Market congestion also poses a challenge for the likes of GBK to differentiate through its marketing messages, something which Murdoch is all too aware. Indeed, a decision was taken some four years ago to channel the vast majority of GBK’s marketing budget into technology, a move which has given the company a massive head start with its app.


Loyalty rewards, referral schemes and click and collect functions have allowed 1.5 million users to connect with GBK via their smartphones. Murdoch explains that one million of these are active customers who are on average 25 percent more loyal than those without the app.

It has clearly worked, and new functionality is being developed as we speak. A trial is currently taking place which is allowing customers to order from their tables via the app, saving a trip to what can be busy counters. Pre-ordering could also be rolled out at the push of a button, but Murdoch highlights operational challenges associated with doing this, not least on a financial level as it is not certain whether this would deliver much benefit, especially during busy walk-in periods. 

Gourmet Burger Kitchen also offers something different when it comes to other means of marketing. While many casual dining chains offer vast amounts of vouchers to entice customers, GBK is reaping the rewards from periodic, all out freebies.

“Every now and then we put a free burger in your pocket,” Murdoch says. “All you need to do is go in and spend £6 on other stuff and you have a free burger. We’ve seen redemption rates on this at around 10 or 11 percent, which is really unheard of in this kind of field. It is targeted and not carried out very often, but it has worked extremely well.”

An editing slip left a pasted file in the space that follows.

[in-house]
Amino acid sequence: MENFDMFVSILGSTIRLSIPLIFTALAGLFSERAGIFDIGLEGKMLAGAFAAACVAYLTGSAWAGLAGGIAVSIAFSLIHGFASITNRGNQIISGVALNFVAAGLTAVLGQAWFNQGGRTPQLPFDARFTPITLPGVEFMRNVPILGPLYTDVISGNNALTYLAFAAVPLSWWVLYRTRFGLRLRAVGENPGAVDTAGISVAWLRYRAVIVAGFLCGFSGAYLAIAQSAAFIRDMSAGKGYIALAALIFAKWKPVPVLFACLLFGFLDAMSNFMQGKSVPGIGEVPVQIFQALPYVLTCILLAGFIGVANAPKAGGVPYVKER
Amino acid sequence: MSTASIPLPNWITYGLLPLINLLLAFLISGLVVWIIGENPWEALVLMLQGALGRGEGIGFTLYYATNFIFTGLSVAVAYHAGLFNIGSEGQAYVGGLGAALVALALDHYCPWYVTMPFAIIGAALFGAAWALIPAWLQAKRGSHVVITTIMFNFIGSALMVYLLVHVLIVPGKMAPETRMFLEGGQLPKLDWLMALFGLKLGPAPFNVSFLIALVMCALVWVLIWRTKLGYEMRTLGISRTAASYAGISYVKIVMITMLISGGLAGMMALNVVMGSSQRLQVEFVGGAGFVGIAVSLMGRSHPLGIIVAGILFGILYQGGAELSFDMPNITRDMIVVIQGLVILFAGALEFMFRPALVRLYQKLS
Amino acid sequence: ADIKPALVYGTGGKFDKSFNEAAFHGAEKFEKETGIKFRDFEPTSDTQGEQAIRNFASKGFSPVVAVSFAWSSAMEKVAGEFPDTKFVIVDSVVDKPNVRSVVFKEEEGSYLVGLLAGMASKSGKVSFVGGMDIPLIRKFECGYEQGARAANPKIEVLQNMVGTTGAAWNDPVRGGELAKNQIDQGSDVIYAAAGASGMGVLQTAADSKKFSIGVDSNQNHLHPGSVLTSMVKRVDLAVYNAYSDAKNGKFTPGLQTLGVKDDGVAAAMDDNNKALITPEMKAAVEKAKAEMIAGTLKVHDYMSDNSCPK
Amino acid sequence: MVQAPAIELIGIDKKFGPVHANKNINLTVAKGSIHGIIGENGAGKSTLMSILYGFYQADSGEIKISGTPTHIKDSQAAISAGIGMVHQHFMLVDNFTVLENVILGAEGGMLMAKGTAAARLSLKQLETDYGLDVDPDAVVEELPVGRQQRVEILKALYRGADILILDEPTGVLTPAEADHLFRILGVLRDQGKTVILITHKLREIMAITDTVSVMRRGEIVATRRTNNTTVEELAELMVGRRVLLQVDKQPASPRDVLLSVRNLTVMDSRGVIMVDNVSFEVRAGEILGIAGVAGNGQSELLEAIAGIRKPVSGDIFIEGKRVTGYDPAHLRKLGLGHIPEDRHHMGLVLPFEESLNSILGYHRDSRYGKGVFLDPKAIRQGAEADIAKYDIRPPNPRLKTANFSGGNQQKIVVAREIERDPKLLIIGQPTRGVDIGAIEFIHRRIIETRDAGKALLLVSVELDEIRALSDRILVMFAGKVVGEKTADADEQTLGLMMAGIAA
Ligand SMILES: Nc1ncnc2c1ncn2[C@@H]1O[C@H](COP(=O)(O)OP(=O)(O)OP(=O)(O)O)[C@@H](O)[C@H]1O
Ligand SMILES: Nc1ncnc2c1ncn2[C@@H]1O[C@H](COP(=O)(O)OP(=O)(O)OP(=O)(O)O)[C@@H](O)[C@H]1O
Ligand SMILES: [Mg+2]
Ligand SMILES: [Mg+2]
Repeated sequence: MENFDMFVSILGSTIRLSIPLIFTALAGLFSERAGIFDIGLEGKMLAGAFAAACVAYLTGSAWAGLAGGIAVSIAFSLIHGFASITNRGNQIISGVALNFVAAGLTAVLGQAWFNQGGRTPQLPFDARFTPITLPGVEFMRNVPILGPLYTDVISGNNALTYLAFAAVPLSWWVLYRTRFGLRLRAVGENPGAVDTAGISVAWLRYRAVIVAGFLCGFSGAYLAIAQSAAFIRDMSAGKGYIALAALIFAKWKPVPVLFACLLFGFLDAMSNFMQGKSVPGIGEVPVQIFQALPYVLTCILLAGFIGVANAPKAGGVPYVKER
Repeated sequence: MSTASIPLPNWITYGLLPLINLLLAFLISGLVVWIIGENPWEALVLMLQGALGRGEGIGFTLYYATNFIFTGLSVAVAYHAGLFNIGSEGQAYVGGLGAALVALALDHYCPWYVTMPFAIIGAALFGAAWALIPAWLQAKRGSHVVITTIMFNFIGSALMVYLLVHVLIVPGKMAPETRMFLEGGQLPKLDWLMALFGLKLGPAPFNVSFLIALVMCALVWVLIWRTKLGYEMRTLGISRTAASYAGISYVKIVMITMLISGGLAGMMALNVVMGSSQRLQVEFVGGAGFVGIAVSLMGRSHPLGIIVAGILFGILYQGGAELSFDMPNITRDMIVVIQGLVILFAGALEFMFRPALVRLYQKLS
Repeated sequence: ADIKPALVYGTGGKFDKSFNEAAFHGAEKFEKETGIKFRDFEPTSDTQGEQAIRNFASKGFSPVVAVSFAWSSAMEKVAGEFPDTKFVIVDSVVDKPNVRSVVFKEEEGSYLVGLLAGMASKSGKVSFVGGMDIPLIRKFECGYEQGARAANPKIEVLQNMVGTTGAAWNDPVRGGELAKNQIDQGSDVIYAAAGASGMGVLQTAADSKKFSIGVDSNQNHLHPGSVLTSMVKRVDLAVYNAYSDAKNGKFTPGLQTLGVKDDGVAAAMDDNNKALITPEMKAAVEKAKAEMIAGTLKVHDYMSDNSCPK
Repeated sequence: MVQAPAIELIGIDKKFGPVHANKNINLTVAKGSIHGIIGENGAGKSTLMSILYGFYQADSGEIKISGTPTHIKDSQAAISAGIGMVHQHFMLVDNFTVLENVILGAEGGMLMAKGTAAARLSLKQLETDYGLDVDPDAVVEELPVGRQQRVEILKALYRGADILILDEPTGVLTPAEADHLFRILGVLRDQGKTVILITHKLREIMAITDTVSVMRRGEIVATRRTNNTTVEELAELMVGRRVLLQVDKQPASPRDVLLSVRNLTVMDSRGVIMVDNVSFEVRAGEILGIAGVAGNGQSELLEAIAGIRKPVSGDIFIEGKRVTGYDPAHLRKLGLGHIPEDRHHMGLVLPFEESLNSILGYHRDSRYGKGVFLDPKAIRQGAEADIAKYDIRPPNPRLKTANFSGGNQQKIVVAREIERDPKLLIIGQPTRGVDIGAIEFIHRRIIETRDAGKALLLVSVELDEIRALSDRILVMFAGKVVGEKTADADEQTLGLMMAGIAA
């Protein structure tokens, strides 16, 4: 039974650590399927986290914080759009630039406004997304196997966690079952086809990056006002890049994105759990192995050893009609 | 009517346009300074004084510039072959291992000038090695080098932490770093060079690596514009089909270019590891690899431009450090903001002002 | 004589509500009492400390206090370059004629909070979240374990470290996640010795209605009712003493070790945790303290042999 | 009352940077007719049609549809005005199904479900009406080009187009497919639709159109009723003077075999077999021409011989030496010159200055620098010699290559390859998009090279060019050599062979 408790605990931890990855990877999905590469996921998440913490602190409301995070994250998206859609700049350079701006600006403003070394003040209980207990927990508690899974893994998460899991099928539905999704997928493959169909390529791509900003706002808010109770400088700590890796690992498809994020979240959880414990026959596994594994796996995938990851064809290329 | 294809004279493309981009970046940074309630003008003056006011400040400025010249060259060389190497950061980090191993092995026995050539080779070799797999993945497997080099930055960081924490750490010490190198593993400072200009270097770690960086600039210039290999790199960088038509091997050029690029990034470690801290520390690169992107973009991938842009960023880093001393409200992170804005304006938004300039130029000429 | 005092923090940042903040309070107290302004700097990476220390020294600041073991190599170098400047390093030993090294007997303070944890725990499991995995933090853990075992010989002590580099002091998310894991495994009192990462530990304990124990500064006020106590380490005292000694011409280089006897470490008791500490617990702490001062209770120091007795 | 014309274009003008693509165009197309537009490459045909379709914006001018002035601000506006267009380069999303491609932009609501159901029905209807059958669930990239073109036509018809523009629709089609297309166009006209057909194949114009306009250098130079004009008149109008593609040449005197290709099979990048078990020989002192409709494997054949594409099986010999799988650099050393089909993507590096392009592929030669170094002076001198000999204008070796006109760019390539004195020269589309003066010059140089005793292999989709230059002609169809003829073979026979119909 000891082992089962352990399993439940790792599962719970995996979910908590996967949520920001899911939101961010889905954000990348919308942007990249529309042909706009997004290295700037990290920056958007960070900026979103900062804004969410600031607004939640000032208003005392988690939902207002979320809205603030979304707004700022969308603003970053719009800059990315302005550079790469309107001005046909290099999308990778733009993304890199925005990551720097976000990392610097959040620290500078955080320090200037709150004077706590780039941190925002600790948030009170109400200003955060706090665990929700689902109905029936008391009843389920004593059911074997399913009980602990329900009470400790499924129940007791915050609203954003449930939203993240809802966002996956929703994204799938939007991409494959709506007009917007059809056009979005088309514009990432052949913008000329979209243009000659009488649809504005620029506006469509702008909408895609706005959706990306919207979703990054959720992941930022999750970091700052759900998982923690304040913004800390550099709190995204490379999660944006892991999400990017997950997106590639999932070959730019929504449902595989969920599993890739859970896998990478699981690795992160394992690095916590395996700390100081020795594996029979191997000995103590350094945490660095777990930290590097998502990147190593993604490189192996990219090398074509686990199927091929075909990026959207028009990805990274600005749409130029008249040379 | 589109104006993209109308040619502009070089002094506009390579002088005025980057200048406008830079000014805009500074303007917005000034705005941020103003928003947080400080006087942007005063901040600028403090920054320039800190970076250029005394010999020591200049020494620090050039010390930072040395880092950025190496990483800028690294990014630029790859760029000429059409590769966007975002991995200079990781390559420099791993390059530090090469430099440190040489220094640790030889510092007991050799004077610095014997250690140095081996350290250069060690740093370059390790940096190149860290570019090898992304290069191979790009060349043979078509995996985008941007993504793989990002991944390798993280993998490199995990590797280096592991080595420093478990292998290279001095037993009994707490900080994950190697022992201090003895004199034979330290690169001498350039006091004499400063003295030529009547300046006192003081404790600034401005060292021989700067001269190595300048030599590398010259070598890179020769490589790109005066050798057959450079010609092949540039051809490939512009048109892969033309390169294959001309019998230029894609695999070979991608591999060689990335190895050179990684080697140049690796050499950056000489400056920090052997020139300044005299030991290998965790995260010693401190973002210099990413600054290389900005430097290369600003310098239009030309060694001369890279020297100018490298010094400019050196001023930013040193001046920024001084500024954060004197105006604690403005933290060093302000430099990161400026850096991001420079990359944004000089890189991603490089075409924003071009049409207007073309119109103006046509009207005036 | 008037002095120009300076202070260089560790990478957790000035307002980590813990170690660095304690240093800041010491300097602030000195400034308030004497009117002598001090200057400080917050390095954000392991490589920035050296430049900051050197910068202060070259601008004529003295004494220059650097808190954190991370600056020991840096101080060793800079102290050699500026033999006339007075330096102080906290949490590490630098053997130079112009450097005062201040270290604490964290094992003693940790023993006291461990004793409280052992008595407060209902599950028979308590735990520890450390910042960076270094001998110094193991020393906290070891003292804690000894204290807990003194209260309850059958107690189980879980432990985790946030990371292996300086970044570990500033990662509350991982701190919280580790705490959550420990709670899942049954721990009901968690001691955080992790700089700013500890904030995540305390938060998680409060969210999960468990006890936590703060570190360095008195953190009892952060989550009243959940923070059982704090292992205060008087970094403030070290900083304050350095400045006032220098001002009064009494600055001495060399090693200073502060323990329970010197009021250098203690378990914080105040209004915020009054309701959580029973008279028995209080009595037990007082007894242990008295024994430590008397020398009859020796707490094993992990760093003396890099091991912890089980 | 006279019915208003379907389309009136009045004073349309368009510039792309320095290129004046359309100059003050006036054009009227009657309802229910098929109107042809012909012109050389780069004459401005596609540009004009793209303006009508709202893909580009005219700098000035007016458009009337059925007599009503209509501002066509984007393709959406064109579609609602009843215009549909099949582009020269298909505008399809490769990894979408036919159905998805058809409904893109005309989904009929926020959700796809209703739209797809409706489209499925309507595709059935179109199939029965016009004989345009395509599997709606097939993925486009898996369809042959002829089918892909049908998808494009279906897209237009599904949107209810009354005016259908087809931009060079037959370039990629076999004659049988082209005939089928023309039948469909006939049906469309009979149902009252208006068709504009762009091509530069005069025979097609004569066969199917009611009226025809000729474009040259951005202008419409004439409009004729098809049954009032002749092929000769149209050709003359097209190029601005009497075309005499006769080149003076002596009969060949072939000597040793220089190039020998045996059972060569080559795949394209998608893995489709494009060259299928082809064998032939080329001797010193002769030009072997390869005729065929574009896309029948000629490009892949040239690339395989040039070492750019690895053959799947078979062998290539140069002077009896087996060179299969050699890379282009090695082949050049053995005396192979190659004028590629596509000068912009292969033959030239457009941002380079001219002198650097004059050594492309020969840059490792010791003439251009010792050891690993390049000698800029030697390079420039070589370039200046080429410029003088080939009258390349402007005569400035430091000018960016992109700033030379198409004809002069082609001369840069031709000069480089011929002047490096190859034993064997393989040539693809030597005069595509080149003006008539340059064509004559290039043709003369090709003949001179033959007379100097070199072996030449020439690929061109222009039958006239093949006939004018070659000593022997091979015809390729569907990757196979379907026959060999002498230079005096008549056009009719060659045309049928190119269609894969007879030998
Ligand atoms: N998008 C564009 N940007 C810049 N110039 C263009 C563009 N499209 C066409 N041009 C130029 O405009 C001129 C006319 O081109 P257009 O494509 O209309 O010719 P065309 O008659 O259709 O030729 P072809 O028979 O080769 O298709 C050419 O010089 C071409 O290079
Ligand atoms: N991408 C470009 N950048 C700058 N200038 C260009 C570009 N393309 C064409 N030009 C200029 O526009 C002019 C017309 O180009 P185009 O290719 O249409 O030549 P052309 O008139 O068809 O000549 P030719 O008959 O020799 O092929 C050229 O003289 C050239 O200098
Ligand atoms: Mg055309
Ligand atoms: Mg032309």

Laughter is good

Our conversation turns to the human side of the GBK business. So often cited by companies as their lifeblood, and rightly so, Murdoch is keen to demonstrate that Gourmet Burger Kitchen is walking the walk when it comes to valuing staff.

He explains how the core value ‘laughter is good’ forms a key component of this, and then goes on to provide numerous examples of how GBK is a fun place to work.

“I can give any number of examples,” he says. “Every restaurant has what we call a fun fund built into its P&L, and every quarter we will give them money to help take their teams out. We have family days and Christmas parties for all employees, whether they work one hour a year or a thousand.”

If an employee completes five years of service, GBK will pay for a two week sabbatical, and four weeks for when a decade milestone is reached. “You may think this is quite an expensive cost,” Murdoch continues, “but in reality the benefits this brings for morale and staff loyalty offsets this.”

That GBK pays above minimum wage and offers an array of leadership courses and pathways to progression provides further evidence of the company walking the walk. Recruits at new restaurants are also treated to a special ‘grill warming’ prior to public opening.


Ultimately, the longevity of GBK in both the UK and internationally is down to a combination of the work of dedicated personnel and a continuing public hunger for quality burgers.

But is the rise of the posh burger just a small phase in our dietary history? “Gourmet burgers are undoubtedly here to stay,” Murdoch answers. “There is a lot of competition out there, and while I think we can shake some of that competition out, there is always room for new entrants.”

The CEO points to the success of other cuisines whose chain restaurants have firmly cemented themselves onto the UK palette. For Murdoch, this is only the beginning.

“If you look at the Italian chains like Prezzo, Ask Italian and Zizi’s, there are loads of them and they are still expanding. There is significant room for growth for us too.”


This interview was featured in Business Review Europe July 2017 


The GBK Ninja burger